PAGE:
Semiramis – overture

Semiramis, which is based on a drama by Voltaire, was the last opera Rossini wrote in Italy. It was premiered at La Fenice in Venice in 1823. Rossini then travelled to London before settling and working in Paris for over a decade. In 1836 he returned to Italy but composed no more operatic works during the remaining three decades of his life.

The overture of Semiramis resembles a symphonic first movement not only with its length but also the weight and formal construction of the thematic material. We first hear just a tympani tremolo, then the violas and cellos enter with a restlessly pulsing two note motif. The sweeping crescendo that introduces the overture is constructed on these two elements. However, it transpires that this is the “introduction to the introduction,” because after we hear three fortissimo chords from the full orchestra, the customary slow introduction begins. This is based on the alternation of two pieces of material: the first is a relaxed rocking 6/8 theme first heard on horns and bassoon; the second is a dramatic outcry from the orchestra which is then interrupted by the earlier idea. At the end of the slow introduction, we again hear the crescendo effect that opens the work – this time over a dominant pedal point. After the three orchestral chords, the fast central principal section of the overture finally begins. The main theme of this section – unlike what has been heard so far – strikes up a carefree, conversational tone. The violin theme, on second hearing, is then paired with a lively counterpoint played on woodwind. We then hear familiar music again: the transition section recalls the same musical material which from time to time, interrupted the 6/8 horn theme in the slow introduction – the only important difference being that its rhythm has been transposed from three beats in the bar to four. Rossini is here demonstrating his genius for musical forms because this transition section helps creates a much tighter unity between the slow and fast sections of the overture. After a few minutes of drama, the subsidiary theme against breathes a relaxed happy mood: the clarinet plays a sprightly melody over a plucked string accompaniment. Although the fast central section is composed in text book sonata form, there is virtually no development section: after the exposition is closed, the recapitulation ensues just twelve bars later. The Semiramis Overture concludes with a typically impressive Rossini orchestral crescendo.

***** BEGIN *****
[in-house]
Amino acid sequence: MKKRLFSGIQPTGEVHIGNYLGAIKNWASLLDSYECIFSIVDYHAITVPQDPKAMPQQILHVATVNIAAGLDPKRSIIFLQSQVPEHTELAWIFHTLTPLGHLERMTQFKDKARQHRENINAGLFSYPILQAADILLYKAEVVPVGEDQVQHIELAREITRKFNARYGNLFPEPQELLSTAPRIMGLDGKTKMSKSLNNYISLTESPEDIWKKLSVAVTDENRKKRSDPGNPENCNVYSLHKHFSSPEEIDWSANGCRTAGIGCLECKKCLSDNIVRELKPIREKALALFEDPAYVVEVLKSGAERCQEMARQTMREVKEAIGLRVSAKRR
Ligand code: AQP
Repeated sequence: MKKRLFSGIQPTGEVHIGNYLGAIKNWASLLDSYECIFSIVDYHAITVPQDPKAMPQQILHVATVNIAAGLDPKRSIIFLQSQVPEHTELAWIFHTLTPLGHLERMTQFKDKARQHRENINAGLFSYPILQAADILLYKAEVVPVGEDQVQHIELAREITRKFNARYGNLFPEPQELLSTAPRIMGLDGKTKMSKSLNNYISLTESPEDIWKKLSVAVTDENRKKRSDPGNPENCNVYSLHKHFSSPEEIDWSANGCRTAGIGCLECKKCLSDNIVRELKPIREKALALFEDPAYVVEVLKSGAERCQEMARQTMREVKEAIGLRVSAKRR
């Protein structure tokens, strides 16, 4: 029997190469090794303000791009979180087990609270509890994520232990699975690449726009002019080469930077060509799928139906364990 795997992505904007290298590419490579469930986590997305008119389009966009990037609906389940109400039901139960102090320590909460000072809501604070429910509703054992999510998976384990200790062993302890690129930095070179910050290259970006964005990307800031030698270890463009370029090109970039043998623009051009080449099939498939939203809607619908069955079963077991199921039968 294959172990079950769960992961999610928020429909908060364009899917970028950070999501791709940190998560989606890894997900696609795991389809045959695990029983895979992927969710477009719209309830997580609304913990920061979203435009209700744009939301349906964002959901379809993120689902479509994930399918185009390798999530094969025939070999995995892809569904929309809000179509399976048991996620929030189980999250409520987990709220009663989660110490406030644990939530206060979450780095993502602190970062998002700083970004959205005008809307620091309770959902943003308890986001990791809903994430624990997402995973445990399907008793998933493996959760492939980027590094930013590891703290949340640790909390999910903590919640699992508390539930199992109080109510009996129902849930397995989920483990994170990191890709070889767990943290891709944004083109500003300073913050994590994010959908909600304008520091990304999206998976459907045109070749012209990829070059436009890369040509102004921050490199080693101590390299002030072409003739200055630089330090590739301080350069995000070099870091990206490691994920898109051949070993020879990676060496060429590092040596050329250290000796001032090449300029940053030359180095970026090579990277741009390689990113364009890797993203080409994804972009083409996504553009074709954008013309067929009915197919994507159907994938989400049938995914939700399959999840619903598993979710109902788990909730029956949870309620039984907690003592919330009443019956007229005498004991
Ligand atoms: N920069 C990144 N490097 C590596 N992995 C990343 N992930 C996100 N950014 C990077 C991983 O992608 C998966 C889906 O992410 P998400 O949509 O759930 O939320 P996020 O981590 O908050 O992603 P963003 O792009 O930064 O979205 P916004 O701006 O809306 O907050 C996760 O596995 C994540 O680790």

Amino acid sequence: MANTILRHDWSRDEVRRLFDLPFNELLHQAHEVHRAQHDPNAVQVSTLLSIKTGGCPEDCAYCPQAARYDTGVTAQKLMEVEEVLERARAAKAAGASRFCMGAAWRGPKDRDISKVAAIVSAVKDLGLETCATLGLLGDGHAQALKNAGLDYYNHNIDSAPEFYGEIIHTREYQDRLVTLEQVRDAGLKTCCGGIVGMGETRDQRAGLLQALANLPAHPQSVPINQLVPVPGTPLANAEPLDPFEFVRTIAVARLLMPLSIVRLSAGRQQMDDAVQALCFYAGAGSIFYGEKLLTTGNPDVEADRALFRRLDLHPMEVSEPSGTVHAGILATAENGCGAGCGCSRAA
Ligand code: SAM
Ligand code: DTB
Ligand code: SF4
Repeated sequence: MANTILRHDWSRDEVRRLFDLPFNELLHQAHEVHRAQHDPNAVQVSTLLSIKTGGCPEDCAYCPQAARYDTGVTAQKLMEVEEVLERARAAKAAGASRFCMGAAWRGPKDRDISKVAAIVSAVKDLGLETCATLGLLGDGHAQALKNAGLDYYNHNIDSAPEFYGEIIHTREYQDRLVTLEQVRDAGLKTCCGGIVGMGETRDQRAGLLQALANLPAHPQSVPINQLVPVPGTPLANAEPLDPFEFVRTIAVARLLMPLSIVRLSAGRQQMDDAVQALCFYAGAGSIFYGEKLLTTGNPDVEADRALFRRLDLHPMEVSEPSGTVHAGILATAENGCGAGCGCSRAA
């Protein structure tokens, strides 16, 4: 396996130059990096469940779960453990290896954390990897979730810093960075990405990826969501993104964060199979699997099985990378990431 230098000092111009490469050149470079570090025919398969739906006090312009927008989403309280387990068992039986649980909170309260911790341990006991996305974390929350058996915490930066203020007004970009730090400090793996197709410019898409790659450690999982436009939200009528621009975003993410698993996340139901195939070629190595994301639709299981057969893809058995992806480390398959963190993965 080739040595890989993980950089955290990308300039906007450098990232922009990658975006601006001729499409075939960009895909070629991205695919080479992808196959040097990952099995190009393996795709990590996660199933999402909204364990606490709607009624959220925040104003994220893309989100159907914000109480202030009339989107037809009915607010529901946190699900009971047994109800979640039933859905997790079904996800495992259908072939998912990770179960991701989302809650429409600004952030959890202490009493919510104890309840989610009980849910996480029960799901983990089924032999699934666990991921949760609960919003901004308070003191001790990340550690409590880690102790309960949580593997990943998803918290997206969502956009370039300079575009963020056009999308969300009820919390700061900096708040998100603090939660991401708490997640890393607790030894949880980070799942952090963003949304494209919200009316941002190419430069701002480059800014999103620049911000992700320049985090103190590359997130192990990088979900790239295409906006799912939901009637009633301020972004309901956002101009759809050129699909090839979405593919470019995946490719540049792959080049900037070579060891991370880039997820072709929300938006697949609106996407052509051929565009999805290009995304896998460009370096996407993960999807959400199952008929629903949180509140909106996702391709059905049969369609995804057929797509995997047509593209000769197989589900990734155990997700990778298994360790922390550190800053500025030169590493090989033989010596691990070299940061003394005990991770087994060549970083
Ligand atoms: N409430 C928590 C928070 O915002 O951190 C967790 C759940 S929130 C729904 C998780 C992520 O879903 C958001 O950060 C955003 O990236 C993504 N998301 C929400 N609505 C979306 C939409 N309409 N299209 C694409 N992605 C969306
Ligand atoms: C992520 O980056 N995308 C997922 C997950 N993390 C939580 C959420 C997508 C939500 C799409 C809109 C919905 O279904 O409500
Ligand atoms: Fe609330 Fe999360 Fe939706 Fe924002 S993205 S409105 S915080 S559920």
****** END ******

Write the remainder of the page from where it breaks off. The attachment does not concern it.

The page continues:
100 évesek vagyunk